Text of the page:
The 20th October 2017 was the day that Limerick changed for me.
I was sitting outside Melt café on Little Catherine Street awaiting a friend. It was a bustling Friday evening in town and we had plans to visit one of the many new bars and restaurants that had sprung up in the last few weeks. I sat and watched as streams of people walked by and for the first time in many years I felt like I was living in an active city. Actually, to place the change that has occurred in Limerick down to one solidarity day does a disservice to what our city has become over the last 12 months. There has been an expectant energy around the place and this seemed to culminate in a December full of hopeful promises to come. It seems apt that New Year’s eve sees the return of fireworks to Limerick as sparkle and spectacle are the only fitting end to a year when Limerick became sexy again.
Yet admist this expectation and prevailing vibrancy that has embraced our cities people, stands an institution that appears to want to drag Limerick back into the bleakest times in our recent history. A time where Limerick was ridiculed and a national stereotype. A time where the ‘values’ of the Catholic Church dominated leaving many excluded, rejected and ostracised. A time where deeply entrenched conservatism was forced upon Limerick’s usually dynamic people by its fading institutions.
On the same day I sensed that positive shift in our city The Limerick Leader ran with the story ‘Faithful flock to Limerick shrine from across the country for miracles’. A lengthy piece on a 4-foot plastic figurine of The Virgin Mary in a house on the Ennis Road which proposed to ‘cure’ paralysis. This was preceded by a similar article suggesting that laying hands on this statue would greatly improve physical health. Likewise, the close of 2016 saw the Leader’s Deputy Editor live-tweeting from Kilmallock where a stain on the side of a house reported to resemble a religious figure . Indeed, the whole year has seen month after month of The Leader trivialising local news to the point where Limerick is being reduced to a farce. From bizarre articles that read as Sunday pulpit sermons, to trivial non-stories that give us no information or knowledge about anything in our community. Week after week brought ‘news’ that wouldn’t be out of place in even the most farcical Father Ted episode or Waterford Whispers report of the day. A consistently narrow view of our city and its people is adopted with little reflection or analysis on community needs, ideas or opinion.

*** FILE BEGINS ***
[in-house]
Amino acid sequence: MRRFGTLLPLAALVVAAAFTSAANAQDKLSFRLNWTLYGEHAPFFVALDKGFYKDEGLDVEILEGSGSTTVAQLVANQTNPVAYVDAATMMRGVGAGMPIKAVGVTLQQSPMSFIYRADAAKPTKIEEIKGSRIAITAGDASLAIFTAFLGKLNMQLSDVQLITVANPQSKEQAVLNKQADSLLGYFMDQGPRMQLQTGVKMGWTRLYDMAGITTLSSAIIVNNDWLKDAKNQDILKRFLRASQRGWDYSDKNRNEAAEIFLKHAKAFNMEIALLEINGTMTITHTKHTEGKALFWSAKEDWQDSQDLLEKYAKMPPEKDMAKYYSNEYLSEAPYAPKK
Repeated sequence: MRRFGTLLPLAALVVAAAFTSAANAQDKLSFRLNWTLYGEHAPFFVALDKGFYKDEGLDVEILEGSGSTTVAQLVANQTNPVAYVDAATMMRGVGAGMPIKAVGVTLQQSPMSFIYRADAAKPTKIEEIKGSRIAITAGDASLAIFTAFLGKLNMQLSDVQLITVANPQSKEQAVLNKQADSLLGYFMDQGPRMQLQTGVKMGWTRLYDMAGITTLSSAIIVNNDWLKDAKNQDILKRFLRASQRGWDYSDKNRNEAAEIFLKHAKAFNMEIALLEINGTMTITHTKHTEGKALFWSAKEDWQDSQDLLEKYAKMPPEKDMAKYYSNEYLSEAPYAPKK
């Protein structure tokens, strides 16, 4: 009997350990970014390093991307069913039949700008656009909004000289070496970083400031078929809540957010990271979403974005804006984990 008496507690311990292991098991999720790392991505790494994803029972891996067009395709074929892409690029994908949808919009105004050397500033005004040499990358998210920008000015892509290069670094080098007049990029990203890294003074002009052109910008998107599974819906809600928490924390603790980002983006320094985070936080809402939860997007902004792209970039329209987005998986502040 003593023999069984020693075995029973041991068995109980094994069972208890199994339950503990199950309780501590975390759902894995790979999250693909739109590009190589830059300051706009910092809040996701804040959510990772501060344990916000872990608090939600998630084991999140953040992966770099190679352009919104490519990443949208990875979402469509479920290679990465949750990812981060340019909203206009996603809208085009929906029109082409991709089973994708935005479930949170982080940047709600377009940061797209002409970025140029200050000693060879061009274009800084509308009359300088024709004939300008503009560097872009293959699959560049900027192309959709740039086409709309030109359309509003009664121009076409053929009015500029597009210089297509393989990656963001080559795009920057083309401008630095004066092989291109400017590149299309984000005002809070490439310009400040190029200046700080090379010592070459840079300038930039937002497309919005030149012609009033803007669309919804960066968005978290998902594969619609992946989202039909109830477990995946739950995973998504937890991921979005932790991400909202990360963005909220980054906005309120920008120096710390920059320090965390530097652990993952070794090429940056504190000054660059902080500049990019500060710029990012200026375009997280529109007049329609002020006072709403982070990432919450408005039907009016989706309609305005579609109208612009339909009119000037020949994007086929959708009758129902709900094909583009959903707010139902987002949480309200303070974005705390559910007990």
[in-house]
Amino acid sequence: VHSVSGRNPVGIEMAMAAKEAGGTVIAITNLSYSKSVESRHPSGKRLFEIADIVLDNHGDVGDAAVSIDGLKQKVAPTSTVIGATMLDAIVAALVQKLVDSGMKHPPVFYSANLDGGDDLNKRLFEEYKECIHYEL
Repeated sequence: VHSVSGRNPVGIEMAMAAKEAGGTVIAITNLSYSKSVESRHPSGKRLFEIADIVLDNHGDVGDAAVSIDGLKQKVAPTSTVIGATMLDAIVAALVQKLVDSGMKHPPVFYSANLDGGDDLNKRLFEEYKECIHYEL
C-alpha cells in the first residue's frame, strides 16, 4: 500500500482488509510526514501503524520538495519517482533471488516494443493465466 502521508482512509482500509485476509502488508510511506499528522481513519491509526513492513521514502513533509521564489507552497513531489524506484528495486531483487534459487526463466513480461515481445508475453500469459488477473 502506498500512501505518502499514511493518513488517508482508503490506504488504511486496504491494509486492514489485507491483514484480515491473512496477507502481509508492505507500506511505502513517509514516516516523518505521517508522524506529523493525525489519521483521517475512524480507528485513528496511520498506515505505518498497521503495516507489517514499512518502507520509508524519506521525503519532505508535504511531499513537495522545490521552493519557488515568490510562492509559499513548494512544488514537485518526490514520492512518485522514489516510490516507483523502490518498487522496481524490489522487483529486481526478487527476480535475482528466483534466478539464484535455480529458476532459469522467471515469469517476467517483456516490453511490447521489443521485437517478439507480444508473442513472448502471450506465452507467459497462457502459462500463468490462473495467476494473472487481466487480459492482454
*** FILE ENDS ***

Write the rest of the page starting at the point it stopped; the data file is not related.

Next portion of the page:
The Limerick that The Leader reports is a county full of religious guff, ridiculous anecdotes and tales of small town parochialism. An image of ‘a city of piety and shiety’ as veraciously surmised by Brendan Behan. This is not the Limerick that is around us though. Limerick is a vibrant, multicultural, pluralist city. We know this, we see it, we experience it every day but we rarely read about it in the Leader. Limerick City is a progressive, outward looking city and the Leader is only representing a very small part of this.
Limerick is a city that wants to open itself to the world. We want inward investment. We want a liveable, dynamic city that embraces people of all religions and cultures. We want a vibrant urban centre that reflects the passion and sincerity of its people. We want our city to be a constituent part of the Atlantic Corridor that holds itself as an equal to both Cork and Galway. We want a local media that takes the dynamism and optimism that surrounds us every day and showcases it to, not only our local community but the entire world. We need to be building a city that suits all its people, not just the ones that matter for clicks and likes on a fading media organ.
In a recent piece for the Examiner, Kevin Barry wrote that modern Limerick has become a city that is ‘spayed’, ‘desexualised’ and ‘besieged by the forces of the New Banal’. Hasn’t our local media played a pivotal role in cultivating this inaccurate and limited view of our city? This bogus image of Limerick is one its citizens should, and need to, reject. It’s also a view that the promising and talented team of journalists at Leader HQ should be rejecting. We know that the writing team holed up in O’Connell Street show flair at putting pen to paper. Their writing skills demand more than puff pieces for Facebook shares and their editorial team shouldn’t be under the assumption that there is no audience appetite for serious community analysis.
As Kevin Barry so accurately identified to the national press, Limerick was once a city that was ‘tremendously sexy’ and 2017 was the year we got our mojo back. Now we need our local journalists to grasp that sex appeal and believe in our ever-growing desirability as much as its citizens do.